Jailer, inmate had a head start when they fled Alabama, law enforcement experts say
By Dakin Andone and Michelle Krupa, CNN
(CNN) -- A horde of cash. A getaway car. An enormous world in which to hide.
It seemed inmate Casey White and his jailer Vicky White had plenty of advantages when they walked out of an Alabama jail on April 29, the corrections officer allegedly helping facilitate her charge's escape.
For 11 days, the pair -- who weren't related -- stayed on the lam, until a car chase Monday in Evansville, Indiana, ended with the arrest of Casey White, 38, and the death of Vicky White, 56, from an apparent self-inflicted gunshot wound. Their disappearance by then had become a national fascination, and a tip from the public helped track them down a mere five-hour drive from where they vanished.
The preparation that went into the fugitives' flight from the Lauderdale County jail gave them a strong head start on authorities intent on catching them. Ahead of the escape, Vicky White sold her home for about $95,500 -- well below market value -- and used an alias to buy an orange 2007 Ford Edge SUV the pair used to flee Florence, Alabama. She also was caught on video shopping for men's clothes and later was seen wearing a wig.
But Casey White -- facing two capital murder charges while serving 75 years for other crimes -- and Vicky White -- a veteran officer with a sterling professional reputation -- also faced obstacles, including having to ditch the vehicle early in their journey and do things out in public to support their escape.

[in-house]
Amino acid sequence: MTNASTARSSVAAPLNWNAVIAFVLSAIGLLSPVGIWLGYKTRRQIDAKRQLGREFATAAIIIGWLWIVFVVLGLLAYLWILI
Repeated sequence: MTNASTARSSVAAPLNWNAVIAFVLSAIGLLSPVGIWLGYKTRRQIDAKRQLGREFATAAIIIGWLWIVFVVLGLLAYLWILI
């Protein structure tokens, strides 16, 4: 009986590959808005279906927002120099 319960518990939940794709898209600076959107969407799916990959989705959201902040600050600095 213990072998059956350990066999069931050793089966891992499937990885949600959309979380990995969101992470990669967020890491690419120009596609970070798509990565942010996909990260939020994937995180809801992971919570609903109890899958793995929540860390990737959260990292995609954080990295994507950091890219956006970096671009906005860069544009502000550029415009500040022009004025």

Their unforced errors seemed to mount as their infamy grew, law enforcement experts told CNN, and ultimately spelled the end of their quest for freedom.
"They had the cash, they had the transportation, the ability to continue changing modes of transport, but they just didn't take advantage of it," former FBI Deputy Director Andrew McCabe told CNN on Monday. "And that's how they got caught."
Escape plan was 'well planned and calculated'
Escape plans usually don't extend far beyond the walls of a prison or jail, said John Moriarty, the retired inspector general for the Texas Department of Criminal Justice who has worked other inmate escape cases, including ones in which an inmate was helped by a corrections officer.
"They have a great plan usually to the fence," Moriarty said, "but when something goes wrong, they don't know how to deal with that."
Vicky White and Casey White's "escape was obviously well planned and calculated," Lauderdale County Sheriff Rick Singleton said before Monday's capture. "A lot of preparation went into this. They had plenty of resources, had cash, had vehicles, had everything they needed to pull this off."
And because Vicky White used a plausible cover to improperly spirit Casey White from the jail -- telling colleagues she was taking him out for a mental health evaluation -- "they got a six-hour head start on us," he said.
As second-in-command at the detention center, White "scheduled the van transport that morning, made sure all the other armed deputies were out of the building and tied up in court," Singleton said Tuesday. She "knew the booking officer wouldn't question her -- the assistant director -- when she told her she was going to take him to court and drop him off with other employees.
"She arranged: purchased the getaway car, she sold her house, got her hands on cash, she went shopping, bought clothes for him. She just, she just obviously put the plan together," Singleton said, adding that Vicky White was "basically the mastermind behind the whole plan."
Ditched SUV was a telling clue